For many years this attractive breed of Terriers has been carefully bred by a small group of British sportsmen who have cherished them for their admirable working qualities, and have never been interested in the fads or the mandates of the bench show world. It may be stated without fear of contradiction that no breed is better adapted to go to earth, and that, pound for pound, they represent as much determination and dead game courage as any dog that lives.
A few years ago a number of prominent bench show fanciers became interested in the breed and brought them to the notice of the public. Since then they have enjoyed considerable vogue on both sides of the water, for they are sporty little propositions and the most entertaining and useful of companions.
The standard is as follows:
The Sealyham should be the embodiment of power and determination in a Terrier. Of extraordinary substance for its size, yet free from clumsiness. The ideal being the combination of the Dandie Dinmont with a Bull Terrier of twenty pounds; otherwise any resemblance to a Fox Terrier in either make, shape, character, or expression should be heavily penalized.
HEAD.-The skull unusually wide between the ears (this being a characteristic of both the Dandie and the Bull Terrier), slightly rounded and domed, with practically no stop, and a slight indentation running down between the brows. Long, powerful level jaws, wider and heavier than in a Fox Terrier, the upper finishing in a large, black nose with wide nostrils.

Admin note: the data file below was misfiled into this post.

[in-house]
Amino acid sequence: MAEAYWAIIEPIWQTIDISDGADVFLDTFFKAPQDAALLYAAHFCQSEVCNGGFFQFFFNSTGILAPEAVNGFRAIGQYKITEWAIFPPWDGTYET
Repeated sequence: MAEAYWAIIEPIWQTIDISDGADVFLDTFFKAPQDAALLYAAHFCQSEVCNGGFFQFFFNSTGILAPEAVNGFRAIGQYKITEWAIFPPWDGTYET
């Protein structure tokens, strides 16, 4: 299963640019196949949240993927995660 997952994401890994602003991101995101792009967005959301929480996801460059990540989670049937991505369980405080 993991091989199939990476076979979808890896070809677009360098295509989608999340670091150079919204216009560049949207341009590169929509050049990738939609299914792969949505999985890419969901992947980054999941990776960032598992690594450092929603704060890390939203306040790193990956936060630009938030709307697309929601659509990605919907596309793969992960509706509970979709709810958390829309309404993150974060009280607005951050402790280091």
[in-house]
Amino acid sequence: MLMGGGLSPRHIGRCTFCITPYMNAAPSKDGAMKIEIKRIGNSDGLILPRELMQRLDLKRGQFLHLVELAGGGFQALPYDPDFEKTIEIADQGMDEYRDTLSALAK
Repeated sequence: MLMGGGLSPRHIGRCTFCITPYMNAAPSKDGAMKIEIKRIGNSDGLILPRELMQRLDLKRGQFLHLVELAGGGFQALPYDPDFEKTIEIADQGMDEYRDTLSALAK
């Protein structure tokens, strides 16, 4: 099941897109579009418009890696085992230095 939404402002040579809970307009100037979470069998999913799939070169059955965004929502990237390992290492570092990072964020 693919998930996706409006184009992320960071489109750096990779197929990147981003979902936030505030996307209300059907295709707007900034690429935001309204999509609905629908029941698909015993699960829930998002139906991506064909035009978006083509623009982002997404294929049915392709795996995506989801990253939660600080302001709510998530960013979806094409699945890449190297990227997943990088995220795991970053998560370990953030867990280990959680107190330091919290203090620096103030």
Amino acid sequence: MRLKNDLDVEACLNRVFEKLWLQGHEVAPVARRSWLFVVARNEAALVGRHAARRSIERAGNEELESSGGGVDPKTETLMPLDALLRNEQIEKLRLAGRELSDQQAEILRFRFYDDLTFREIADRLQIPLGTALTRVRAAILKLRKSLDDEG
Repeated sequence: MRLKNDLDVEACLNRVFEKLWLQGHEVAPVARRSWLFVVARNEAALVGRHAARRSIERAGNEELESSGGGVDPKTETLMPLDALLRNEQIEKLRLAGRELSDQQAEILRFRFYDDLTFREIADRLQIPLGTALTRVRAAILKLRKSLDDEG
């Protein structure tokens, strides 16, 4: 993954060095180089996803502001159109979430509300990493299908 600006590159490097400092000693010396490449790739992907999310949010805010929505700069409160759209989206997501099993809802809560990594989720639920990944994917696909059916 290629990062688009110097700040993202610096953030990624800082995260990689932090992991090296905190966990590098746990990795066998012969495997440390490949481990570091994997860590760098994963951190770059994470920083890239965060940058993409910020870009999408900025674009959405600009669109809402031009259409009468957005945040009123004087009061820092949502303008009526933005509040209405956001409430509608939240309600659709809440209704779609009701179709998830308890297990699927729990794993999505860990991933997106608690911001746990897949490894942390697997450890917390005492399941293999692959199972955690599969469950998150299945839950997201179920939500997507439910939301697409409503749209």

BODY.-Comparatively short between back of neck and set-on of tail, but of good length from the junction of the humerous and shoulder blades to the back of the hindquarters, thus giving great flexibility. Very deep, well ribbed up, with comparatively wide front; the chest well let down between the forelegs, giving large heart and lung room, the latter being very important for a dog that has to stay long underground.
COAT.-Dense overcoat, the top being hard and wiry, considerably longer than that which a Wirehaired Fox Terrier is shown with, especially on head, throat, and neck.
EARS.-Of medium size, set on low, and carried closely against the cheek. This is a very important point, as high-setting and forward carriage gives a Fox Terrier character and expression, and is usually indicative of that blood.
HINDQUARTERS.-Wide and massive, with strong second thighs and backs extremely well bent. LEGS.-Short, heavily boned, the forelegs as straight as is consistent with the body, being well let down between them.
FEET.-Of medium size, round, with thick pads, and very strong nails. The fore feet being larger, though not quite so long as the hind.
EYES.-Set somewhat wide apart, of medium size, and very dark.
TEETH.-Strong, large, and square, the canines fitting closely between each other. Undershot or much overshot jaws should be a disqualification.
NECK.-Of medium length, but extremely strong and muscular.
TAIL.-Docked and carried gaily.
COLOR.-All white, or white with lemon, tan, brindle, or badger-pied markings on head and ears. (Black is objectionable, even on head and ears; a large black spot on the body should almost be a disqualification as showing Fox Terrier blood.)
SIZE.-Dogs between nine inches and twelve inches at the shoulder; bitches somewhat smaller. Weight being no criterion, as a thirteen-inch dog might weigh only fourteen pounds and a ten-inch twenty-four pounds.